Water Meat and New Gold: Fun With Korean Vocabulary

During this phase of the Couch to Korean Challenge, I have been focusing almost exclusively on vocabulary.   Building vocabulary is the most important part of learning any new language.   Unfortunately for me, Korean vocabulary draws very heavily from words of Chinese origin, and I have no background at all in any Chinese languages.  So I could not bootstrap my vocabulary using cognates that I already knew, and for the most part I had to start from scratch and learn every word.    Fortunately though, the Chinese-influenced Korean vocabulary builds on a finite set of Chinese semantic morphemes.  For example, from the Chinese root / hak, meaning “learning” or “study,” I can build up words like 학생 / hakseng (“student”) and 학교 / hakkyo (“school”) and 학년 / haknyoen (“school year”).   I think if I had decided to do the Couch to Mandarin Challenge first, then the subsequent Couch to Korean Challenge would have been a much shorter race.

In the course of learning Korean vocabulary, I have come across many words (and their origins) that I found interesting and/or amusing:

  • New Gold: 세 / se means “new” and 금 / kum means “gold”, so  세금 / sekum is literally “new gold” but actually means taxes
  • Room Door: 방/ pang is “room” and 문 / mun is door, so  방문 / pangmun might be “room door” but actually means visit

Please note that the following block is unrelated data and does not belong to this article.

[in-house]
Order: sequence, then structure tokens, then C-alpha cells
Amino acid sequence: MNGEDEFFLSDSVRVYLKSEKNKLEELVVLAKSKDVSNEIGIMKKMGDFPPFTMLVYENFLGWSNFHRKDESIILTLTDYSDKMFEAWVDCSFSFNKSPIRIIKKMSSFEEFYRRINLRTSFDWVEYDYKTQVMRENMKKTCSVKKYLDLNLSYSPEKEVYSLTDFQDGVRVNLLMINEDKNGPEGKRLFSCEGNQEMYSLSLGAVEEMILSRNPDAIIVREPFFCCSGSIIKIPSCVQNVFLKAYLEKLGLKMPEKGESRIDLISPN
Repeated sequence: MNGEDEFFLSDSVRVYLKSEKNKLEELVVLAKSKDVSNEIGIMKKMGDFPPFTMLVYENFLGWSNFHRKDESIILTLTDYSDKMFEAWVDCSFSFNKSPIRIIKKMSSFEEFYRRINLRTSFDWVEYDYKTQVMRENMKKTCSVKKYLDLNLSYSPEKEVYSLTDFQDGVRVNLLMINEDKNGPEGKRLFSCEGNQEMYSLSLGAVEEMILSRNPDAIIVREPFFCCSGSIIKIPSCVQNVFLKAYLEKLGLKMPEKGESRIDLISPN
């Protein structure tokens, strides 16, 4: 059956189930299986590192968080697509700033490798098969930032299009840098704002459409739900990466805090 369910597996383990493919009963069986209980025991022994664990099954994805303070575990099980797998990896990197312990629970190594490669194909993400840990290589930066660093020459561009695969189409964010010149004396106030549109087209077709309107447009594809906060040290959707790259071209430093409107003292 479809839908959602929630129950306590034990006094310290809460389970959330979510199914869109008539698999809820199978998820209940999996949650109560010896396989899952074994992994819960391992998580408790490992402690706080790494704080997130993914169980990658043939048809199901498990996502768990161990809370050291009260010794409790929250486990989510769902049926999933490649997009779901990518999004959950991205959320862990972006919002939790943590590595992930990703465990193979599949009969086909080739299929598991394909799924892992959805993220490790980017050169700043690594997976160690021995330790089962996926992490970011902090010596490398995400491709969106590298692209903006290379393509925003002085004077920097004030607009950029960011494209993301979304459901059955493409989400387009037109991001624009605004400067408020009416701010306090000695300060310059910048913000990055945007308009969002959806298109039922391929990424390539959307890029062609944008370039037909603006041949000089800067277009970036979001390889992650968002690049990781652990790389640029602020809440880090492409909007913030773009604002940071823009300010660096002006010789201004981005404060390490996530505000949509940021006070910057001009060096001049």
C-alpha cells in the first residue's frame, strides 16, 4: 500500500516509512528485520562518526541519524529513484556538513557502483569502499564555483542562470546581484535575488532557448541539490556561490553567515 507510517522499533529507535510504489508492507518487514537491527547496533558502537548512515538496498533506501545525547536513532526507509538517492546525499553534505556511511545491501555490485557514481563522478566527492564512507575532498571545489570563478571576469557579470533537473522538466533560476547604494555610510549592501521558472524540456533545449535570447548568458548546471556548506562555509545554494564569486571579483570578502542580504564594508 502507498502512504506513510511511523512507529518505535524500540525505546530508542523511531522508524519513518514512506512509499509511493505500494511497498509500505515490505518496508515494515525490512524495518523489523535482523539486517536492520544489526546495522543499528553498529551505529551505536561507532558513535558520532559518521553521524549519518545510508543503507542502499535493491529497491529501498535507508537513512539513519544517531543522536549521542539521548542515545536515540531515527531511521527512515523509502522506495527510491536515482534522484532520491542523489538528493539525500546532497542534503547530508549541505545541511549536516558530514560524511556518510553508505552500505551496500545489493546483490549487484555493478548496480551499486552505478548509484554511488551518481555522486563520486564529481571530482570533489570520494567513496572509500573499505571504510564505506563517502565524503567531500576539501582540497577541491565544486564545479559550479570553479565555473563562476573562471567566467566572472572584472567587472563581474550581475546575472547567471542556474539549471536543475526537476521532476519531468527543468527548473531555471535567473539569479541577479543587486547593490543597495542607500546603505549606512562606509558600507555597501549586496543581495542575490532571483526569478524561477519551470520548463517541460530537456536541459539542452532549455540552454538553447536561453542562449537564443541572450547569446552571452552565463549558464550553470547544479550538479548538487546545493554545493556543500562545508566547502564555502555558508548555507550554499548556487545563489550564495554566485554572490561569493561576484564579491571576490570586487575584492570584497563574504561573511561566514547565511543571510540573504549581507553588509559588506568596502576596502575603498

• Song Room: Another good room word is 노래방 / nolepang, where 노래 / nole means “song”.  So 노래방 / nolepang is “song room” or karaoke.   A 노래방방문 / nolepang pangmun is thus a “Karaoke visit.”
  • Eye Water: 눈 / nun is “eye” and 물 / mul is water, so 눈물 / nunmul is “eye water” or, logically enough,  tears
  • Neck Sound: Lots of fun words contain 목 / mok (“neck” or “throat”).  For example, combine it with 소리 / sori (“sound”) and you get 목소리 / moksori, “neck sound” or voice
  • Neck Hanger: 걸이 / koeri comes from the verb 걸다 / koelda “to hang”, so 목걸이 / mokkoeri might logically be “neck hanger” or “noose”.   But actually it is necklace. Similarly 귀/ kwi is “ear” and 귀걸이 / kwikoeri is “ear hanger” or earring.  But 옷 / ot is clothes and 옷걸이 / otkoeri is clothes hanger and not “something hanging from clothes.”
  • Throat Dry: 마른 / marun is “dry” and thus 목마른 / mokmarun is “throat dry” or thirsty
  • Foot Neck: 발 / pal is “foot” so 발목 / palmok is “foot neck” or ankle
  • Hand Floor: Body parts are always fun.  For example, 손 / son is “hand” and 바닥 / padak is “floor” so 손바닥 / sonpadak is “hand floor” or palm
  • Alcohol House: / sul is “alcohol” and / chip is “house” so a 술집 / sulchip is an “alcohol house” or a bar
  • Water Meat: 고기 / gogi is “meat,” and combined with an animal word becomes a type of meat.  For example,  소 / su is cow so 소고기 / sugogi  is “cow meat” or beef.  돼지 / tweji is “pig” so 돼지고기 / twejigogi is “pig meat” or pork.  There is even 고양이고기 / koyangigogi (“cat meat”) and 개고기 / kegogi (“dog meat”).  Then there is 물 / mul (“water”) which gives us 물고기 / mulgogi (“water meat”).  But what is “water meat”?  It is not meat made from water, but apparently meat found in water, or fish.